Date of this Version
Environ. Res. Lett. 17 (2022) 064036. https://doi.org/10.1088/1748-9326/ac7063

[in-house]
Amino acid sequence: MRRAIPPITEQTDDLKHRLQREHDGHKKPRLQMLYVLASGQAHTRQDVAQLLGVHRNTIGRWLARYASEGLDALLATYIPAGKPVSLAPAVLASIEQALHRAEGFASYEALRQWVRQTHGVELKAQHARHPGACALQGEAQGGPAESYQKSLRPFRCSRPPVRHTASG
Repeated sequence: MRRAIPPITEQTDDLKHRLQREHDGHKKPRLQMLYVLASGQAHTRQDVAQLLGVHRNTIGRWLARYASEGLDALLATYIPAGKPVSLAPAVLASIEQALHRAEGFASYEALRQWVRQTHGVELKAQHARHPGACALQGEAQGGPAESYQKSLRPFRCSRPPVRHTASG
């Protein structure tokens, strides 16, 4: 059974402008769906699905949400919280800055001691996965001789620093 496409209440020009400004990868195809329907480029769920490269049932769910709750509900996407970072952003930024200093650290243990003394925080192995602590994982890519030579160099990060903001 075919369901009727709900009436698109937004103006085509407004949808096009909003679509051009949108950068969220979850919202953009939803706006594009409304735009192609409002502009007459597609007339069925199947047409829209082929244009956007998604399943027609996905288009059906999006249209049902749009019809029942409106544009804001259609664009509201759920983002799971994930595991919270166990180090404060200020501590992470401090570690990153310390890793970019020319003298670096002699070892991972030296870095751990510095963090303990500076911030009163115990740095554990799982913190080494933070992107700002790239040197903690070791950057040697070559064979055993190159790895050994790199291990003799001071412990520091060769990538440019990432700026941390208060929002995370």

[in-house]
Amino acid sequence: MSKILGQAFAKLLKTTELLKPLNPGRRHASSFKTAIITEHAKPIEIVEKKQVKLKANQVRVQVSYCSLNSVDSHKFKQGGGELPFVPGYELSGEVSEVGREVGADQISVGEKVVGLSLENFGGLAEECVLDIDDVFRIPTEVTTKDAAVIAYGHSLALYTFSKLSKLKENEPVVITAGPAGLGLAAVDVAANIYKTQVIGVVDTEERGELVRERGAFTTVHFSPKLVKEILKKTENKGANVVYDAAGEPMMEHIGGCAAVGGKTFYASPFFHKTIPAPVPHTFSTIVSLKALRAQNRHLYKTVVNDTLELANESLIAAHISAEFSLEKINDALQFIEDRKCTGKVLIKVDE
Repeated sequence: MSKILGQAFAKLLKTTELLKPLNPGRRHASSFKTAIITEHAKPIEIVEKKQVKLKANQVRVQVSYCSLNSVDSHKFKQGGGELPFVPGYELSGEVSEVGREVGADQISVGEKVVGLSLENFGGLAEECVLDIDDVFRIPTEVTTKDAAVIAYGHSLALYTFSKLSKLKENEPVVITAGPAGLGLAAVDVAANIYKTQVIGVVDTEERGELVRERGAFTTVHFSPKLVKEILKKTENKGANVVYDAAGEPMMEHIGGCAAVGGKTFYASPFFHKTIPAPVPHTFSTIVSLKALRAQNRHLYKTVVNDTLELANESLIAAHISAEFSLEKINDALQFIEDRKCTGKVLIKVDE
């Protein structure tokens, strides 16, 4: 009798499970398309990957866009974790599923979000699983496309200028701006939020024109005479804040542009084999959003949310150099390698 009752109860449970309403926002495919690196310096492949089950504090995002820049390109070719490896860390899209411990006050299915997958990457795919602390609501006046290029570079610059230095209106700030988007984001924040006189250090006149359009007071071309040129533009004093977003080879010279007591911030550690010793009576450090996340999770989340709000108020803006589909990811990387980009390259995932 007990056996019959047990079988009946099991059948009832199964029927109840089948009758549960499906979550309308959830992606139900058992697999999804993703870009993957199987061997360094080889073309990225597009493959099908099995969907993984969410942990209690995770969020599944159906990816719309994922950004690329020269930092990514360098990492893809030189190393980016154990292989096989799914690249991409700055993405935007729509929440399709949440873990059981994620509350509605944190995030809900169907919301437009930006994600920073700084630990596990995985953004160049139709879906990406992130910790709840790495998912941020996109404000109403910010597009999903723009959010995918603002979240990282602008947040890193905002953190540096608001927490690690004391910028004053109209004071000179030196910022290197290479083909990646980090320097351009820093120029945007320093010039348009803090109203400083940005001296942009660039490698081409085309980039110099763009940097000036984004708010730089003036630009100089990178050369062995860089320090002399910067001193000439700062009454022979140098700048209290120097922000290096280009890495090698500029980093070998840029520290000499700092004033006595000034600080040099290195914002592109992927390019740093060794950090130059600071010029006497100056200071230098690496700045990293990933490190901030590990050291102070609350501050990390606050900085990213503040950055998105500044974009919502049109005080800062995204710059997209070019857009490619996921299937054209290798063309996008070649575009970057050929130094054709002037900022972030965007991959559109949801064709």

The lack of seasonally sustained floral resources (i.e. pollen and nectar) is considered a primary global threat to pollinator health. However, the ability to predict the abundance of flowering resources for pollinators based upon climate, weather, and land cover is difficult due to insufficient monitoring over adequate spatial and temporal scales. Here we use spatiotemporally distributed honey bee hive scales that continuously measure hive weights as a standardized method to assess nectar intake. We analyze late summer colony weight gain as the response variable in a random forest regression model to determine the importance of climate, weather, and land cover on honey bee colony productivity. Our random forest model predicted resource acquisition by honey bee colonies with 71% accuracy, highlighting the detrimental effects of warm, wet regions in the Northcentral United States on nectar intake, as well as the detrimental effect of years with high growing degree day accumulation. Our model also predicted that grassy–herbaceous natural land had a positive effect on the summer nectar flow and that large areas of natural grassy–herbaceous land around apiaries can moderate the detrimental effects of warm, wet climates. These patterns characterize multi-scale ecological processes that constrain the quantity and quality of pollinator nutritional resources. That is, broad climate conditions constrain regional floral communities, while land use and weather act to further modify the quantity and quality of pollinator nutritional resources. Observing such broad-scale trends demonstrates the potential for utilizing hive scales to monitor the effects of climate change on landscape-level floral resources for pollinators. The interaction of climate and land use also present an opportunity to manage for climate-resilient landscapes that support pollinators through abundant floral resources under climate change.